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I have the following program written in C++:

The problem with this program is that if the user inputs a negative number, it is NOT caught by the line if(!cin). I thought that unsigned integers can NOT accept negative numbers. Then why if I enter a negative number to size, it is NOT caught by if(!cin) and the program continues execution with no error messages?

I cannot make use of if(size < 0). I want to show how unsigned integers can solve the problem of negative input.

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why not int size; ? –  CapelliC Oct 18 '12 at 15:51
    
Can't you input the data in a signed integer, make a check and then assign it to an unsigned one? –  Дамян Станчев Oct 18 '12 at 15:52
    
I am working on a project investigating how certain security vulnerabilities can be mitigated. Currently, I am investigating integer overflows and read that if you are programming and you don't require negative numbers, you can make use of unsigned integers and the problem is solved. –  Matthew Oct 18 '12 at 15:53
    
However, if I try to input a negative number in the unsigned integer size, it is still accepted :s –  Matthew Oct 18 '12 at 15:53
    
You are mistaking two different things. It's true that an unsigned number can never have a negative value. It is not true that a negative number is not a valid external representation of an unsigned number. So given a 32-bit unsigned integer "-1" will be read as the value 0xFFFFFFFF –  john Oct 18 '12 at 15:57

6 Answers 6

up vote 2 down vote accepted

The difference between unsigned and signed integers on most platforms is a sign-bit ... other than that, the actual binary value is the same, it's just interpreted two different ways depending on the sign-ness of the type that the binary value represents. So you can definitely "represent" a negative value input as a unsigned value ... it won't be re-interpreted as that value, but it can definitely be input as that value without an error being set on the stream.

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Is there a way to catch this? Is there a way to determine if the user entered a negative number to an unsigned number at the input stage? –  Matthew Oct 18 '12 at 15:54
    
Read a string, see if it starts with a '-', if not convert to a number. –  john Oct 18 '12 at 16:02
1  
Yeah, the "negative" unsigned value re-interpreted as a signed value will be UINT_MAX + 1 minus the "negative" unsigned value. For instance, if the user input -1, then UINT_MAX + 1 - 1 would be UINT_MAX ... so UINT_MAX is the binary representation of -1 in unsigned form. –  Jason Oct 18 '12 at 16:02
    
Thanks, I understand now :) –  Matthew Oct 18 '12 at 16:17

Not a c++ guru or anything but, have you tried using cin.fail() instead of !cin and clear out your buffer with cin.clear() deeper explaination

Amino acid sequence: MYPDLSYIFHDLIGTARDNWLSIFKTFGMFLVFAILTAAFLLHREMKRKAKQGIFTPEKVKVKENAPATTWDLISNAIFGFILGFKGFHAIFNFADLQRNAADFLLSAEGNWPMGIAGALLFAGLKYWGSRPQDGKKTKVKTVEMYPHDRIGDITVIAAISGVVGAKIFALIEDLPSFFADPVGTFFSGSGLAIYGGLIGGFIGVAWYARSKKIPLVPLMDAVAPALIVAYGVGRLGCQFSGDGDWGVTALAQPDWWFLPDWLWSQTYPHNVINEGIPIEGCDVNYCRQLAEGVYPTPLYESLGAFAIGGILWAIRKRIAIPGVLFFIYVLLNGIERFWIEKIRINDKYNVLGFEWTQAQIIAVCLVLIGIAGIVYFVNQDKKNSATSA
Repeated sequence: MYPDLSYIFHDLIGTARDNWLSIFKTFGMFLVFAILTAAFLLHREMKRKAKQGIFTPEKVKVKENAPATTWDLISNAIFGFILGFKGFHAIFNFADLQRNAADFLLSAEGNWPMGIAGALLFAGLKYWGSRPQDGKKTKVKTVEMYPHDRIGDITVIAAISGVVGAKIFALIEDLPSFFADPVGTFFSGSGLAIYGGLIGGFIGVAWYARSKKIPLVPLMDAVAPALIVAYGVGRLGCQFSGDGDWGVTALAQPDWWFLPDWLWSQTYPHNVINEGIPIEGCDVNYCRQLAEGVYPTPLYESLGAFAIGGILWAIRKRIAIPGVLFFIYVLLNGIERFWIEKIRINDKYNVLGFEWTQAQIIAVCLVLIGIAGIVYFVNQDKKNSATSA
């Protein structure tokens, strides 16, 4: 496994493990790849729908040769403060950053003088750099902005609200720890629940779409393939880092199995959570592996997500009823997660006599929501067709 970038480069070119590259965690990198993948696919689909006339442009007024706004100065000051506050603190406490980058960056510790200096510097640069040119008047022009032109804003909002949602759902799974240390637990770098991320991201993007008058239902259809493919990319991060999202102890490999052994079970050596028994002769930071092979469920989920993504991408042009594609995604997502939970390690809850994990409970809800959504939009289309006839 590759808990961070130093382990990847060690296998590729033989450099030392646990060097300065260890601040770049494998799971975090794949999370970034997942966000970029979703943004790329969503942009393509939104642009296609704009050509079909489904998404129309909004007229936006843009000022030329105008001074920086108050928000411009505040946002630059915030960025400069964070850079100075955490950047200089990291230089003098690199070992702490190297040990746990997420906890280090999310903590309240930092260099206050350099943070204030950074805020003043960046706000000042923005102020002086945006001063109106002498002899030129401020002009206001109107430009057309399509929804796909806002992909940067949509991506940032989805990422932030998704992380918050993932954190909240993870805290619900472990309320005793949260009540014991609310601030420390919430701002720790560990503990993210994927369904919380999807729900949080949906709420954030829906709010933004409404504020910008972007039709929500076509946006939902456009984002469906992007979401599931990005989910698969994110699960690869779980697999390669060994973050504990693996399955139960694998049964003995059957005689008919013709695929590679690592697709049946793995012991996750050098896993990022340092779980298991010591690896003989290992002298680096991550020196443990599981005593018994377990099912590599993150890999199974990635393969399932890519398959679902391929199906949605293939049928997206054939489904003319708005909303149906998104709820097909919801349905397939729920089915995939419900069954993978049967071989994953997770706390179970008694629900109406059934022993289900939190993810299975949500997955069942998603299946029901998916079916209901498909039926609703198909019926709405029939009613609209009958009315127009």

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C and C++ allow you to assign a negative value to an object of an unsigned type. The result is the original value reduced modulo 2^n, where n is the size of the unsigned type. So, for example, unsigned i = -1; initializes i to UINT_MAX.

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The check if(!cin) will only indicate that nothing was read, like the end of a file.

An unsigned integer doesn't force the input to be positive; it just means that the value will always be interpreted as positive (see sign bit), which can have dramatic effects if the number is in fact negative.

Your best bet is probably to input a signed integer and then test in your code whether it is positive.

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If you want to prevent the user from entering negative numbers, take input as a signed number and check that it's equal to or greater than zero.

The standard basically says that when you try to assign a number to an integral type that is outside of the range of the type, multiples of the magnitude of the type will be added or subtracted until the value is within the range.

It just so happens that with values expressed as 2-s complement and within the ranges of signed and unsigned ints, this means that the exact same bit pattern will be assigned to any value. Negative one has a bit pattern of all ones, which translates to the highest possible value for the unsigned int, and is equivalent to -1 + 232 or the original value plus the magnitude of an unsigned int.

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Or you could just use a larger signed integral type.

long long n = -1;
cout << "Enter a number: ";
cin >> n;

if( !cin.good() )
    cout << "Not a valid number." << endl;
else if( n > UINT_MAX )
    cout << "Overflow, value is more than UINT_MAX." << endl;
else if( n < 0 )
    cout << "Negative, value is less than 0." << endl;
else {
    unsigned int m = (unsigned int)n;
    cout << "Valid unsigned int was input: " << m << "." << endl;
}
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